Abdourahmane Idrissa Abdoulaye

Covid-19 policies in Niger: top-down governance, bottom-up mistrust

This study is part of our research programme Equity in COVID-19 and aims at reviewing and analysing Niger’s Covid-19 emergency programme; examine its socio-economic impacts on the more vulnerable categories affected by it; discuss the religious (Islamic) blowback triggered by some of the measures; and present a general assessment of policies marked by top-down approaches and mistrust of government.

Led by the Think Tank Économie Politique et Gouvernance Autonome.

About the research

In late March 2020, Niger’s Government adopted an emergency programme to grapple with the impending arrival of the Covid-19 pandemic in the country. This research project aims at identifying the key factors (1) that shape the effcacy of this programme relative to its goals, i.e., stemming the expansion of the pandemic and achieving the proper support policies in view of expected negative socio-economic fallout of emergency measures; and (2) that shape the response of the public. In the frst instance, the hypothesis is that programme efficacy is shaped by Niger’s dual-structured economy; and in the second instance, that public response is largely determined by pervasive government mistrust in Niger. Regarding the frst hypothesis, it is proposed that the types of measures taken by the Government, in terms both of combating the pandemic and of mitigating negative fallout are more effective in the small modern sector of the economy than in the large traditional (rural and informal) sector. Regarding the second hypothesis, we postulate that mistrust is stoked especially by the top-down nature of decision-making in Niger, a circumstance worsened by the emergency context. The research reviews the various government emergency measures and the top-heavy decisionmaking process; assesses the impacts of the measures, in particular among the more disadvantaged groups; and retraces public opinion responses. A peculiarity of the choices made by Niger’s government is that it stayed as much as possible out of the informal sector but tried to police religious spaces to prevent large congregations of people. In this way, it avoided economic revolt, but fuelled religious (Islamic) blowback. Because of this, the research also includes a study of the religious response to the emergency measures. Another peculiarity – one in fact widely shared across Sub-Saharan Africa – is the (as yet) weak health impact of the pandemic in Niger. This created a story where the measures were enforced with vigour in March/April, when the impact was expected to be devastating, and were gradually relaxed, if not abandoned, starting in mid-May onwards, when they were revealed to be close to insignifcant. The research seeks to incorporate this evolution in the collection and analysis of data.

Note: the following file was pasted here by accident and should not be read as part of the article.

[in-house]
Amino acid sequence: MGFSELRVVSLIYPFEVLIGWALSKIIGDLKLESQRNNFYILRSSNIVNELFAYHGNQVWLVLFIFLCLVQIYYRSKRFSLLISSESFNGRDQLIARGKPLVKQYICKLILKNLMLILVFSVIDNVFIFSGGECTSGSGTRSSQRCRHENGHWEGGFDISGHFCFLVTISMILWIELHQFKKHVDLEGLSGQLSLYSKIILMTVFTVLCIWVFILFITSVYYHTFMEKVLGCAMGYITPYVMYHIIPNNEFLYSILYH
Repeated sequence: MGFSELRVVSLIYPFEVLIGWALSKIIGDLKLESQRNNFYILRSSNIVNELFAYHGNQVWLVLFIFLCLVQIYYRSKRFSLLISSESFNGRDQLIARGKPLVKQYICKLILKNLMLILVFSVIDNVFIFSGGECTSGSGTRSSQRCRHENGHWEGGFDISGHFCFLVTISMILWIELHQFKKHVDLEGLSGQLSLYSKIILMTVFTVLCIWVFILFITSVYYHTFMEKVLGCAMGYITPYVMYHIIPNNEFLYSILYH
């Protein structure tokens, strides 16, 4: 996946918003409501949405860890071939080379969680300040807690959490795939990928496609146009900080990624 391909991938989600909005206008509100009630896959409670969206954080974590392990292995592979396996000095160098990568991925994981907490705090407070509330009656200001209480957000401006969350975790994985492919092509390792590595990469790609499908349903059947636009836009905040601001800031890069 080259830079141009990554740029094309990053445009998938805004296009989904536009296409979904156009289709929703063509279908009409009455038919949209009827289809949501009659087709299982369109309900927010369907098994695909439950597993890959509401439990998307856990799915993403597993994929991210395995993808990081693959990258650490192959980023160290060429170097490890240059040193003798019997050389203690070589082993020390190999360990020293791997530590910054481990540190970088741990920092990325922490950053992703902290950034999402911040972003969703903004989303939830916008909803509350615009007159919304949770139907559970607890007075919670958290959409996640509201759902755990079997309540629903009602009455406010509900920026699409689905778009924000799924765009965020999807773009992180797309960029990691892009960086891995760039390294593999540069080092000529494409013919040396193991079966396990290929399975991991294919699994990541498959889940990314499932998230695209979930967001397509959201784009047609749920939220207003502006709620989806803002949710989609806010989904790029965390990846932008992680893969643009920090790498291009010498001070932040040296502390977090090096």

Planned activities

  • Documentary research
  • Semi-structured interviews
  • Survey interviews
  • Focus group interviews
  • Social network and media analysis
Objectives

The research aims at reviewing and analysing Niger’s Covid-19 emergency programme; examine its socio-economic impacts on the more vulnerable categories affected by it, in particular people active in certain sectors of urban informal economies (petty trade, border trade, public transportation, small restaurants); discuss the religious (Islamic) blowback triggered by some of the measures; and present a general assessment of policies marked by top-down approaches and mistrust of government.

Country focus
  • Niger (Niamey and Maradi)